Industry Super Australia (ISA) has criticised an Australian National University (ANU) study on the superannuation guarantee (SG).
The study questioned whether it was necessary to lift the SG to 12% from 9.5% as lower-income earners would have less money during their working lives, and would extend overly generous tax breaks to the wealthy.
ISA said the researchers had created a “fantasy world where every Australian is a single man who is in the workforce for more than 40 straight years”.
It also said the fantasy man never ran a business, got injured or had illness that forced him out of work, made redundant or had a study break.
“Women do not exist and no parent takes time out of work to raise children,” ISA said.
“Australia’s 3.9 million casual or part-time workers would be shocked to learn that the ANU researchers have modelled them out of existence. There is no savings other than super – no family homes, investment properties, shares or bonds.”
ISA said the model did not include unpaid super and said the research’s scope of analysis was so limited that “no meaningful conclusions could be drawn from it. Let alone the dangerous recommendations it makes which would lead to millions of Australians flooding onto the pension, leaving everyone to pay in the long run”.
ISA chief executive, Bernie Dean, said the results had no benchmarks to reality, were flawed and misleading.
“In this fantasy world women and children don’t exist and it assumes all men work continuously for more than 40 years and have no assets outside of super,” he said.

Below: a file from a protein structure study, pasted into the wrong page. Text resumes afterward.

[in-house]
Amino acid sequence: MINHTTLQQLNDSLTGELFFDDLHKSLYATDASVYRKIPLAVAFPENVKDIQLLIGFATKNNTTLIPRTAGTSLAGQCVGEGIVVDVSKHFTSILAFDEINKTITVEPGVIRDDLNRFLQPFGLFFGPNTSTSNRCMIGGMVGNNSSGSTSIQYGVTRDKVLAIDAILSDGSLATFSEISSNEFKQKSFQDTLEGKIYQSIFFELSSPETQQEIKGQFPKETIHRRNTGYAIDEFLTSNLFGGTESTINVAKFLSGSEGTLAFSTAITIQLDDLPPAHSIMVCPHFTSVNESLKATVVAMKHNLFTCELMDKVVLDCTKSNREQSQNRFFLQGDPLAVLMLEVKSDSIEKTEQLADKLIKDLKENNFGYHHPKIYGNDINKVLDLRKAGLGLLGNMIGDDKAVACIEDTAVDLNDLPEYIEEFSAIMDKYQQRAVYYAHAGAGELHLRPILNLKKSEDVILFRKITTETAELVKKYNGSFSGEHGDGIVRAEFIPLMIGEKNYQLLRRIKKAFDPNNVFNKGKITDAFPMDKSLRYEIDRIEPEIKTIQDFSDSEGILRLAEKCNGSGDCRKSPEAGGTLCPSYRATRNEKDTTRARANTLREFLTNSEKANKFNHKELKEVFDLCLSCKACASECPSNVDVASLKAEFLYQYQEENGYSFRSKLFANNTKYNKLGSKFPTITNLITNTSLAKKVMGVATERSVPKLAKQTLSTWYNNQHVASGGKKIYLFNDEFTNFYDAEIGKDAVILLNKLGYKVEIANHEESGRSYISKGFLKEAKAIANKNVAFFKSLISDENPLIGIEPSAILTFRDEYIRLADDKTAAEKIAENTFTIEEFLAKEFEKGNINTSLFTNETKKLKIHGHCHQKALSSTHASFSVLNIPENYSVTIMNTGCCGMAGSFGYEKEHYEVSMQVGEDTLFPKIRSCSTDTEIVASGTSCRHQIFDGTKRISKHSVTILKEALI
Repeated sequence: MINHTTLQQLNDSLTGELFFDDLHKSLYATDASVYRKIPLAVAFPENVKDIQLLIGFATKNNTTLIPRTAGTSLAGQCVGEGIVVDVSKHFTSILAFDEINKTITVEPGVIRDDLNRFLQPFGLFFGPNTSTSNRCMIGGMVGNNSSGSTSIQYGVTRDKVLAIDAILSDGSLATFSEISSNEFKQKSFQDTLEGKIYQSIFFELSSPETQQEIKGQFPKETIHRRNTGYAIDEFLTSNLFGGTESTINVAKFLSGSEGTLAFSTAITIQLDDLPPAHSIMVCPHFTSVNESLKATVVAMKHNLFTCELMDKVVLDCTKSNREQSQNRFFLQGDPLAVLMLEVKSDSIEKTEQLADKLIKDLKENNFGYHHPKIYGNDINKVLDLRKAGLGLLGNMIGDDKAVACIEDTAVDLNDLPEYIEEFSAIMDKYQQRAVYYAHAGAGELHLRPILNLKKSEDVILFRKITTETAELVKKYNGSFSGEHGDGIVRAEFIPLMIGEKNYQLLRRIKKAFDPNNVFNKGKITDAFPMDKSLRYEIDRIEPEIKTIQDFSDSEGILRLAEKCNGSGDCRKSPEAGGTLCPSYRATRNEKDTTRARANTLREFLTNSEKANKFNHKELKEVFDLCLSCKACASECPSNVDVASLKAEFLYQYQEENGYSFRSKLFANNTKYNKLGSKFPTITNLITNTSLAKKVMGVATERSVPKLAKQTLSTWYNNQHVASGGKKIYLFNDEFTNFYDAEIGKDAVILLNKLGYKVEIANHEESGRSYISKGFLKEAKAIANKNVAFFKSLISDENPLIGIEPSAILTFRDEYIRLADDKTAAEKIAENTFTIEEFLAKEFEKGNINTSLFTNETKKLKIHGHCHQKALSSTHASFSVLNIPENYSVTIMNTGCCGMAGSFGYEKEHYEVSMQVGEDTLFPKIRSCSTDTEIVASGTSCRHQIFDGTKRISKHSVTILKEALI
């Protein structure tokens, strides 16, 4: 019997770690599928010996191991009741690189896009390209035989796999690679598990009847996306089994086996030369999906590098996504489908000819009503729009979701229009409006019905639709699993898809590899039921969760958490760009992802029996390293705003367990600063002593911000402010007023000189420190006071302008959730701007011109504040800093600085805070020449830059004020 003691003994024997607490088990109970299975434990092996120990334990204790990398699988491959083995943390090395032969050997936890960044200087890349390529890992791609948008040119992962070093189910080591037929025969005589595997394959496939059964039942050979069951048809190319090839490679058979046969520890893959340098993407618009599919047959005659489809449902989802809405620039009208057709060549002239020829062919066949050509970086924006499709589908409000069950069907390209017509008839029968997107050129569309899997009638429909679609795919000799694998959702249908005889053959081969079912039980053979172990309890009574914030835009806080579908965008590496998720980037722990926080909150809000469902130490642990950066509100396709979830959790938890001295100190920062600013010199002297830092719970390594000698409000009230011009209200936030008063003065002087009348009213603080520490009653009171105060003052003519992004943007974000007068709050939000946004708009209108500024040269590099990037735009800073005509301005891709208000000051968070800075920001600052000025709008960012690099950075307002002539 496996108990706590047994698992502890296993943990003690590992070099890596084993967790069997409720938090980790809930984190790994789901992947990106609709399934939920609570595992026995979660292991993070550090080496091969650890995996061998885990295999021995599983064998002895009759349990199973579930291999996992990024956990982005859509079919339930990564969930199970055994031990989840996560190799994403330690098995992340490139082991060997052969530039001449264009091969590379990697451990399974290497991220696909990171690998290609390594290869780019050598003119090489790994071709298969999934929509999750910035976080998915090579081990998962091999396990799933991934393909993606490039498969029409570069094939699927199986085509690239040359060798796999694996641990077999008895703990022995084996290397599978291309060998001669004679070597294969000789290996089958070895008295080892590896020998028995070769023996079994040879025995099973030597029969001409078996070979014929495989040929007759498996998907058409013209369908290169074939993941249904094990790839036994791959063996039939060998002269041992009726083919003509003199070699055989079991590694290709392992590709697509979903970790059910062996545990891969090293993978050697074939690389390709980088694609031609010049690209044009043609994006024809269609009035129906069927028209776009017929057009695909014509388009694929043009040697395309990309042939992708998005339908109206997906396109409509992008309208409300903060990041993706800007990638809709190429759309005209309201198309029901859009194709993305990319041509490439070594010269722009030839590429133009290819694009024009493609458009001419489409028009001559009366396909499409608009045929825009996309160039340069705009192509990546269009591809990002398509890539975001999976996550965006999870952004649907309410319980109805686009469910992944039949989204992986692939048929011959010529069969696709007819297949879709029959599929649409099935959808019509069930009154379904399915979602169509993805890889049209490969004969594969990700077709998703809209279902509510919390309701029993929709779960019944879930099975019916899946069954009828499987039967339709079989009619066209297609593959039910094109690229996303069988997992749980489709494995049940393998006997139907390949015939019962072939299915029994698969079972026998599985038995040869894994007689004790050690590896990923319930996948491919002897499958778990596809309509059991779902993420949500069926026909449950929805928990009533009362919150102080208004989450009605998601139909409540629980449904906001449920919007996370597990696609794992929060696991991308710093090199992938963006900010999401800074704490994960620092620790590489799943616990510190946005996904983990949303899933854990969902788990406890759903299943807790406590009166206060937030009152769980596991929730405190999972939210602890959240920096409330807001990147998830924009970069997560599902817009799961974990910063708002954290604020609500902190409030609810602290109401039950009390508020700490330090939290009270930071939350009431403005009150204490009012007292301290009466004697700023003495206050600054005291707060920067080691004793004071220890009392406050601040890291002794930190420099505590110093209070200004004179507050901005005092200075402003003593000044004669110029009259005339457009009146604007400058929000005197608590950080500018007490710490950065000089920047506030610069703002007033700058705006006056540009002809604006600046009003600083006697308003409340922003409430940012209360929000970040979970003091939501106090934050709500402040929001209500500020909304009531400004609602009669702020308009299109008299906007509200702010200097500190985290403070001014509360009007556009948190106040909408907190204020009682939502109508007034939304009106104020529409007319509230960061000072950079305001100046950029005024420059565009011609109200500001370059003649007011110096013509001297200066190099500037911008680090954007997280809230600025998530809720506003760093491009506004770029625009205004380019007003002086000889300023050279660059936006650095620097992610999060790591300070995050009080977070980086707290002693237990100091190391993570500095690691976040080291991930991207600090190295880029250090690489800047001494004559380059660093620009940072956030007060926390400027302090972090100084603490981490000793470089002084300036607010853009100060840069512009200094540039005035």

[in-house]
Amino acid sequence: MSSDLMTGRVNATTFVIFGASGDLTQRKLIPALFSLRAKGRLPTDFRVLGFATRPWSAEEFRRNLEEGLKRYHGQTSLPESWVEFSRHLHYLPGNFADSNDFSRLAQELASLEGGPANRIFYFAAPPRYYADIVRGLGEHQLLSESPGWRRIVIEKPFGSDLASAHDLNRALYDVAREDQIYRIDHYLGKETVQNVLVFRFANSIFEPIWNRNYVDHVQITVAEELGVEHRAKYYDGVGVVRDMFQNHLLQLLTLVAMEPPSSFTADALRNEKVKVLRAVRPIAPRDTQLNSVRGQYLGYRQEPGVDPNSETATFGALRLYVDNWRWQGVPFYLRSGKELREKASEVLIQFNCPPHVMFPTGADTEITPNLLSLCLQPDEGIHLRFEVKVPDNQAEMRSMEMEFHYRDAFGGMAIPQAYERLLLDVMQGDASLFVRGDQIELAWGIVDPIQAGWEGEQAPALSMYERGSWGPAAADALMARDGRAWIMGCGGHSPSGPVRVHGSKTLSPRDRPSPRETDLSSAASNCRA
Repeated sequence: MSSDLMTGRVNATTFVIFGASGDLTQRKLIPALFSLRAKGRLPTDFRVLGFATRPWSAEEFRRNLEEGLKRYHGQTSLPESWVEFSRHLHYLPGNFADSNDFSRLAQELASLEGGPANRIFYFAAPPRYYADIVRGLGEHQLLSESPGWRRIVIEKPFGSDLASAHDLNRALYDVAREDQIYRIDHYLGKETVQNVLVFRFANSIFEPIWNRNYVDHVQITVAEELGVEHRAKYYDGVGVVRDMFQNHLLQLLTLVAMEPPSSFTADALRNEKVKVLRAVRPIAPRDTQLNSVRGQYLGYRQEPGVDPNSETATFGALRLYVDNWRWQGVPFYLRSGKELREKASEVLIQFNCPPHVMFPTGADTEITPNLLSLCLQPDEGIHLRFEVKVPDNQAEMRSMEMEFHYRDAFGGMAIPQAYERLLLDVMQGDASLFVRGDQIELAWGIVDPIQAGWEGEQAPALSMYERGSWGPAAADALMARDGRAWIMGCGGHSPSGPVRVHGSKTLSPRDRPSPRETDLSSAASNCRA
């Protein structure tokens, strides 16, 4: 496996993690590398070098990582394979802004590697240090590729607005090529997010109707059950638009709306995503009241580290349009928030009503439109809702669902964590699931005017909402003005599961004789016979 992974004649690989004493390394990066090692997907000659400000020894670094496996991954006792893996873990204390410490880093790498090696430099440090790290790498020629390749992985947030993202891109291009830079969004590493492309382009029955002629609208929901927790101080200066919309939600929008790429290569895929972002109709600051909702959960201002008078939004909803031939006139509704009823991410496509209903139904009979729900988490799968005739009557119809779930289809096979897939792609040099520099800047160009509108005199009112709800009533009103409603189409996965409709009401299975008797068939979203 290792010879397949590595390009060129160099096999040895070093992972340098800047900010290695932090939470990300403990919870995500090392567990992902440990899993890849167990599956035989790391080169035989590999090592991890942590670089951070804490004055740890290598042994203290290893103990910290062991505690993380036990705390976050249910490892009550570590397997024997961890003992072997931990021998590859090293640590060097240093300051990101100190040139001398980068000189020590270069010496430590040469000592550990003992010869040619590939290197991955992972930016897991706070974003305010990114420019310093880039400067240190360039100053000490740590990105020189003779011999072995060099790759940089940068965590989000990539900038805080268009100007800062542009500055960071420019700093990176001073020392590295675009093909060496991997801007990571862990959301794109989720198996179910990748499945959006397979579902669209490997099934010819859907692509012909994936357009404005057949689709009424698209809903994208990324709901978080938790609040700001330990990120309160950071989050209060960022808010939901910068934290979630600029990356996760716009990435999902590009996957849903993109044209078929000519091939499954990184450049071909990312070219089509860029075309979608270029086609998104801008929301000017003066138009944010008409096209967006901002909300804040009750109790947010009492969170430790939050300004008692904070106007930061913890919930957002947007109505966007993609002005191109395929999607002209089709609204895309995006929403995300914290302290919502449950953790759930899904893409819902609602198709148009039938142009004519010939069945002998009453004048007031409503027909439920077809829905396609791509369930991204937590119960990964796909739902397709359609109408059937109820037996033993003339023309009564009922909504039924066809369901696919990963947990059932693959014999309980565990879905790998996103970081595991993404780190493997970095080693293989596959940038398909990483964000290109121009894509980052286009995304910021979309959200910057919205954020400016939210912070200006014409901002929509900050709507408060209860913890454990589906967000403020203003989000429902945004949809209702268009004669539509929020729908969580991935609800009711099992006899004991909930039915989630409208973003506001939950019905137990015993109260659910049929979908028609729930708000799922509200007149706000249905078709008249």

“It draws dangerous conclusions - if implemented millions of Australians would be left struggling to make ends meet on the pension, or forced to work until they drop.”
ISA said the only way Australians would have dignity, choice, and control in retirement was to increase the SG to 12%.
Other issues ISA found with the research were:
- Everything is indexed by the same percentage;
- With no women or children in the world, there is no need for family tax benefit with a means test which counteracts different wage movements;
- There is no test of whether any assumptions hold in history or that the balances produced by the model benchmark to reality; and
- They optimise for the replacement rate of the first five years of retirement to the five years of working life when they have their lowest wage. This is not reflective of what actually happens and generates biased results.